and melted polymers.
The simple Maxwell model assumes that the elastic and viscous
responses act in series and are additive.
Example of Viscoelasticity
Video: Viscoelastic gel
Maxwell Model of Viscoelasticity
Spring:
Elastic
element
Dashpot:
ss
Viscous
element
The model says that the elastic and viscous
elements act in series, such that the shear
stress, ss, is the same for both of them.
The elastic shear strain, ge, and the viscous
shear strain, gv, are additive:
γ  γe  γv
As ss is the same for both elements, we have:
dg v
s s  GM g e  h
dt
For a constant applied shear stress, the total strain can be
ss
ss
written as:
g (t ) 

t
GM
h
We define a Maxwell relaxation time: t = h/GM
Stress Relaxation after a Step Strain
g
Constant shear strain applied
time
ss
Hookean
viscoelastic solid
s s  g G eq
viscoelastic liquid
Newtonian
t
time
If viscoelastic, then the stress relaxes over time as molecules re-arrange.
Stress Relaxation after a Step Strain
For a viscoelastic liquid, the shear stress relaxation in the
Maxwell model is described as:
s s (t )  G M ge
-t
t
t is the relaxation time
For typical solids, t is exceedingly large: t  1012 s, such
that there is no observed relaxation – just a Hookean
response. For melted polymers, however, t  1 s.
From here, we can define a time-dependent stress relaxation
t
modulus:
s s (t )
t
G (t ) 
g
 GM e
For a viscoelastic solid, the equilibrium shear modulus
(non-zero) is defined as:
G eq  lim( t   ) G ( t )
Response of Soft Matter to a Constant Shear Stress
Apply a constant shear stress, ss, and observe the time
dependence of the shear strain, g(t)
In this experiment, we find the creep compliance:
J(t) = 1/G(t)= g(t)/ss.
s
s
Recalling that: g ( t )  s  s t
GM
h
1
t
We see in the Maxwell model that:
J (t ) 

GM
η
Response of Soft Matter to a Constant Shear Stress
J (t ) 
g s (t )
ss
(Pa-1)
Slope:
d
Jeq
(
g
dt s s
)
g
ss

1
h
Viscous response
(strain increases
linearly over time)
Elastic response
(provides initial and recoverable strain)
t
Steady-state compliance = Jeq= 1/Geq
In the Maxwell model, Geq = h/t  so, t = hJeq and Jeq = t/h
Viscoelastic Response after Stress is Removed
J (t ) 
g s (t )
ss
Jeq
(Pa-1)
Elastic strain is
recovered
Jeq
Constant stress,
ss, is applied
Stress removed
Viscous flow is
permanent
t
Viscosity of Soft Matter Often Depends
on the Shear Rate
h
ss
Newtonian:
h
(simple liquids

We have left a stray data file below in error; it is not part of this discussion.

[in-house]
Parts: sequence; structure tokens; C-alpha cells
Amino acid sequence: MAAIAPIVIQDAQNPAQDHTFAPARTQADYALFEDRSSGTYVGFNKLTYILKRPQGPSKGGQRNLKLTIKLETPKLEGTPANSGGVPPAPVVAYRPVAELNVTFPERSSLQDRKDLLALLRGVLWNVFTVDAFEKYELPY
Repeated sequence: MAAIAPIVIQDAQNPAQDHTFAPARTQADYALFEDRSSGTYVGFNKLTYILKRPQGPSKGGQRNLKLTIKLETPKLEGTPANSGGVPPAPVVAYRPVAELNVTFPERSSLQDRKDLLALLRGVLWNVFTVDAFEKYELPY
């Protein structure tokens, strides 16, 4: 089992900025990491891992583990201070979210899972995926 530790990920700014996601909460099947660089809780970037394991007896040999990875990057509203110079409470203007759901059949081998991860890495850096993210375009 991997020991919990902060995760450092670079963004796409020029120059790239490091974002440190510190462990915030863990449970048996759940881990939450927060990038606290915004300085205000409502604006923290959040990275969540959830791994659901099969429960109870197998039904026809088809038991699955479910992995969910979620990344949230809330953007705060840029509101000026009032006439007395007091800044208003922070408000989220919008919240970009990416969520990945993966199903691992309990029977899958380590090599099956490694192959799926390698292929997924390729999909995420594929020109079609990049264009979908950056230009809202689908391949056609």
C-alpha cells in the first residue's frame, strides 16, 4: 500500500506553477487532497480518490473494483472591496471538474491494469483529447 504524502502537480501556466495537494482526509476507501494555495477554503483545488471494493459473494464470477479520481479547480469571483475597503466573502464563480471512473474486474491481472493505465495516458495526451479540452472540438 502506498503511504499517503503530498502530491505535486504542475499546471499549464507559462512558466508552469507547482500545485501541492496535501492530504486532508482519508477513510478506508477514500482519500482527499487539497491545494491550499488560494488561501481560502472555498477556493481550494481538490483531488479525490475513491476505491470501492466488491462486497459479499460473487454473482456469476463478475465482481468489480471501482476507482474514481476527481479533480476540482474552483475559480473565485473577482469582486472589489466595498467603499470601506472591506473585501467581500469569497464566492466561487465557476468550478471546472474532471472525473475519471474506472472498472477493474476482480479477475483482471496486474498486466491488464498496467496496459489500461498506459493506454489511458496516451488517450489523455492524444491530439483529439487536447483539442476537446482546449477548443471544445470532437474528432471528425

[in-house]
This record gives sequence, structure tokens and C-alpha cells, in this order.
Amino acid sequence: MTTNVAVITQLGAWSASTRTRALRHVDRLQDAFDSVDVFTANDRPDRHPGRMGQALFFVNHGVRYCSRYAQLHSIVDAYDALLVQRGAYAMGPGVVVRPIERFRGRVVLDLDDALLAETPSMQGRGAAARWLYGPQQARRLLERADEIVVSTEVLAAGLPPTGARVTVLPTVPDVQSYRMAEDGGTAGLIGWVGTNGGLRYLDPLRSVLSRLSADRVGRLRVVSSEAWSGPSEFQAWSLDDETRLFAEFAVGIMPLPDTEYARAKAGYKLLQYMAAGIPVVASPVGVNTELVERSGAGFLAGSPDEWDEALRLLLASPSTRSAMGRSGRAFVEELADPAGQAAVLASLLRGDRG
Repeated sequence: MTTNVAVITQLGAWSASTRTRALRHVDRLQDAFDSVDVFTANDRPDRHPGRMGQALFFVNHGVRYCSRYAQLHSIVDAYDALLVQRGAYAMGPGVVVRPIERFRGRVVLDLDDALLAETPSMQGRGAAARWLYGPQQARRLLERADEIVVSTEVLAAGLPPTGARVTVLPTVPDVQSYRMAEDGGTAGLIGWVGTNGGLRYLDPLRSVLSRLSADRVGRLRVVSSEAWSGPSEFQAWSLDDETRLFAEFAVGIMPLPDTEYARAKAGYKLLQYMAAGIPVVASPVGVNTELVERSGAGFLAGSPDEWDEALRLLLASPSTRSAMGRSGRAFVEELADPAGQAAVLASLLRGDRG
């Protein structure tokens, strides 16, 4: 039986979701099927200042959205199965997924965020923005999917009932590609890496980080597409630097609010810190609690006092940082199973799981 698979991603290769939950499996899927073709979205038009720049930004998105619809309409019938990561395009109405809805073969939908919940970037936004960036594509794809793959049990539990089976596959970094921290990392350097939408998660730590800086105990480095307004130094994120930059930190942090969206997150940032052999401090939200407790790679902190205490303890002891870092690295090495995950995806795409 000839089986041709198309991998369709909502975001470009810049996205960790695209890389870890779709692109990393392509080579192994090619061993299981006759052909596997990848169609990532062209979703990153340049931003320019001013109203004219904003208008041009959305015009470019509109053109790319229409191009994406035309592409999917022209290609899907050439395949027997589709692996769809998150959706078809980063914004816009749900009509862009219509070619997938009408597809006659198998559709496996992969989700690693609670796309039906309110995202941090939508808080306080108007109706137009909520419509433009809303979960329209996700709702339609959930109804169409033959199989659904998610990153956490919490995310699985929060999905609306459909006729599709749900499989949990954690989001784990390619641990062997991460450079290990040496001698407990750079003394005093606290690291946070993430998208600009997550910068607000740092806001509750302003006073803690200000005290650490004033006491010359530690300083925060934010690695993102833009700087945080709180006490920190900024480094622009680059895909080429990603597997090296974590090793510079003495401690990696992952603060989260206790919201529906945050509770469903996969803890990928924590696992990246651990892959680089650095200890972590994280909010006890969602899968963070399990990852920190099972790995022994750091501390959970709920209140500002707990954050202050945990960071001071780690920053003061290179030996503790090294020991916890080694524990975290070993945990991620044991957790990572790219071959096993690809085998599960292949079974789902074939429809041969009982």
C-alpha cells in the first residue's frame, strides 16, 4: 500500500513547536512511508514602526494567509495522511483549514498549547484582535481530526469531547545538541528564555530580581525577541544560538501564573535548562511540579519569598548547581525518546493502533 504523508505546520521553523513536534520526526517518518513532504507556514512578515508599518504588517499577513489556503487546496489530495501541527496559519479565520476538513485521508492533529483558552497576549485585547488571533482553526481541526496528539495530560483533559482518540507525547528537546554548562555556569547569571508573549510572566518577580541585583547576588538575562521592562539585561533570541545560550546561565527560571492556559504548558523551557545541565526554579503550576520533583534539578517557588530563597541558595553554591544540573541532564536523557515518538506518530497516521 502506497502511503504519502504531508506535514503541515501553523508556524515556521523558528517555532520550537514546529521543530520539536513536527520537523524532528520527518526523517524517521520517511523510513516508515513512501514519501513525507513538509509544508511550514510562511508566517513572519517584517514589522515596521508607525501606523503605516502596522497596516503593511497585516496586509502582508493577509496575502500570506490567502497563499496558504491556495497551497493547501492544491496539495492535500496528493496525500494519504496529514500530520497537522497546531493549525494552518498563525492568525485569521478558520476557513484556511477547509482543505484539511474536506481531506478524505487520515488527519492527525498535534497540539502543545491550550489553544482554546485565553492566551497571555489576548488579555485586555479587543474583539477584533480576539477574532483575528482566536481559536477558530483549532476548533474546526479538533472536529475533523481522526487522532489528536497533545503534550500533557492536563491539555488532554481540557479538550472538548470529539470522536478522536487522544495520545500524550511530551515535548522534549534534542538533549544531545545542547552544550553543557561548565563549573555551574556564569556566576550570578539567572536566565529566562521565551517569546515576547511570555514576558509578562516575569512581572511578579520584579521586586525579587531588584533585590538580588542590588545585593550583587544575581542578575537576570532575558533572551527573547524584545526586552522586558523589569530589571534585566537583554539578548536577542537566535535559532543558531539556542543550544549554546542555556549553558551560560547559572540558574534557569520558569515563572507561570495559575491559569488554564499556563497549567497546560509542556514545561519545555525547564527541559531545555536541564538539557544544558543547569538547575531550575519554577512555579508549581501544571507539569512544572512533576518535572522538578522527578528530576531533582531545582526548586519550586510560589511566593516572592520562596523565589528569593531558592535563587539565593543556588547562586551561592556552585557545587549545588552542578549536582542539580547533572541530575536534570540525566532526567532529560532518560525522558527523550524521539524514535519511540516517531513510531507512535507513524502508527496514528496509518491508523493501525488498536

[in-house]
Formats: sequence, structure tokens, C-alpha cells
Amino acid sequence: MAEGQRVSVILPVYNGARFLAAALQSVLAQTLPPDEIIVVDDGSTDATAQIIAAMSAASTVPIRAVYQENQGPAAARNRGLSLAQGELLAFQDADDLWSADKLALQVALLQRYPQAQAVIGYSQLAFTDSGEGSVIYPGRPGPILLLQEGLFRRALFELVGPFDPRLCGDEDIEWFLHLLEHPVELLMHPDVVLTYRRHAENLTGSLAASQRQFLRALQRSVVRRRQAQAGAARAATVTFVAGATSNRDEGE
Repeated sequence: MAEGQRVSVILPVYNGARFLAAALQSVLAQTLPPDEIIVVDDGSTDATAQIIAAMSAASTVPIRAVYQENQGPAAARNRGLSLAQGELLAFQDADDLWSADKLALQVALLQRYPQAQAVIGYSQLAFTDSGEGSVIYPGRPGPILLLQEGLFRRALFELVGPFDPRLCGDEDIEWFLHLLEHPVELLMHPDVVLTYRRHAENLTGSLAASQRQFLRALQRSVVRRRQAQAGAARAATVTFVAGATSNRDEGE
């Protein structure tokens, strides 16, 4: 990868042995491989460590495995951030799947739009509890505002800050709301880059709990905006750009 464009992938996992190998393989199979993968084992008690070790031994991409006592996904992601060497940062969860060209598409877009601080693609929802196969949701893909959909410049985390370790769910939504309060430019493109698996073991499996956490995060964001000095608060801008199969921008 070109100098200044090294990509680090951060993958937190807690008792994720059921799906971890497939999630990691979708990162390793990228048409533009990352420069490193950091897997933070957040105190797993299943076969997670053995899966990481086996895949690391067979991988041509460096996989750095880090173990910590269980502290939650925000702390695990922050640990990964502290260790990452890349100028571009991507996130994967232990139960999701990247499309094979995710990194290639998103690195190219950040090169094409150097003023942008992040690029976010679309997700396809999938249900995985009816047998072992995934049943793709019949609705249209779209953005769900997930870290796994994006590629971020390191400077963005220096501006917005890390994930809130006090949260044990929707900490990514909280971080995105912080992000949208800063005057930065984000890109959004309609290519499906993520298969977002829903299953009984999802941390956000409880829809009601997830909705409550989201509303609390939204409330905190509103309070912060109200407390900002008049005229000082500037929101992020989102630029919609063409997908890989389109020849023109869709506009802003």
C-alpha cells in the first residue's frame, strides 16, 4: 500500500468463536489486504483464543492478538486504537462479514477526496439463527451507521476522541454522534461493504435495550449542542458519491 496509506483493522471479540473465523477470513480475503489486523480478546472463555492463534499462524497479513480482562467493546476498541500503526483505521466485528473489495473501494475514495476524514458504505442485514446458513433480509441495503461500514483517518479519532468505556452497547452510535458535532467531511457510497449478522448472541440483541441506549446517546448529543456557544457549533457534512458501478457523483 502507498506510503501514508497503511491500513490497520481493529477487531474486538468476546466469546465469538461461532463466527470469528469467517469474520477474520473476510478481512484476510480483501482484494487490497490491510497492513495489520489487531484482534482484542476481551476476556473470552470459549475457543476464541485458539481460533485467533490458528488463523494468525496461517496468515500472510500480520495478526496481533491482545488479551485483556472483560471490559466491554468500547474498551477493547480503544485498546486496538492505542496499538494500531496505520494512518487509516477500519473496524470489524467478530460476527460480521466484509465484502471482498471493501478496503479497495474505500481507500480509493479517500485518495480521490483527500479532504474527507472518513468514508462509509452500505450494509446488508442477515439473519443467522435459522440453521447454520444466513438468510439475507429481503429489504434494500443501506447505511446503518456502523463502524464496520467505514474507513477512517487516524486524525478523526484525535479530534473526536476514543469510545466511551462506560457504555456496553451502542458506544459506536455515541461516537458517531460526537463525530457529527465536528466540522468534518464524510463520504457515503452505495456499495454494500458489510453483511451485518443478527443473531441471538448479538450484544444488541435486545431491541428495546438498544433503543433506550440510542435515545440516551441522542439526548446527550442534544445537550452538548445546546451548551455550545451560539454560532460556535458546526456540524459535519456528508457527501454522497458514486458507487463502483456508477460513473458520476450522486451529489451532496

like water)
g s
h
ss
Shear thinning
or thickening:
g s
h
g s
g s
An Example of Shear Thickening
Future lectures will
explain how polymers
and colloids respond
to shear stress.
Video: shear thickening
Problem Set 1
1. Noble gases (e.g. Ar and Xe) condense to form crystals at very low temperatures. As the atoms do not undergo any
chemical bonding, the crystals are held together by the London dispersion energy only. All noble gases form crystals having
the face-centred cubic (FCC) structure and not the body-centred cubic (BCC) or simple cubic (SC) structures. Explain why
the FCC structure is the most favourable in terms of energy, realising that the internal energy will be a minimum at the
equilibrium spacing for a particular structure. Assume that the pairs have an interaction energy, u(r), described as

s 
u ( r )  2   A12  
r 

12
s  
 A6    ,
r  
6
where r is the centre-to-centre spacing between atoms. The so-called "lattice sums", An, are given below for each of the three
cubic lattices.
SC
BCC
FCC
A6
8.40
12.25
14.45
A12
6.20
9.11
12.13
Then derive an expression for the maximum force required to move a pair of Ar atoms from their point of contact to an infinite
separation.
2. (i) Starting with an expression for the Coulomb energy, derive an expression for the interaction energy between an ion of
charge ze and a polar molecule at a distance of r from the ion. The dipole moment is tilted by an angle  with relation to r, as
shown below.
ze
r

(ii) Evaluate your expression for a Mg2+ ion (radius of 0.065 nm) dissolved in water (radius of 0.14 nm) when the water
dipole is oriented normal to the ion and when the water and ion are at the point of contact. Express your answer in units of
kT. Is it a significant value? (The dipole moment of water is 1.85 Debye.)
3. Show that 1 kJ mole-1 = 0.4 kT per molecule at 300 K.
Problem Set 2
1. Calculate the energy required to separate two atoms from their equilibrium spacing ro to a very large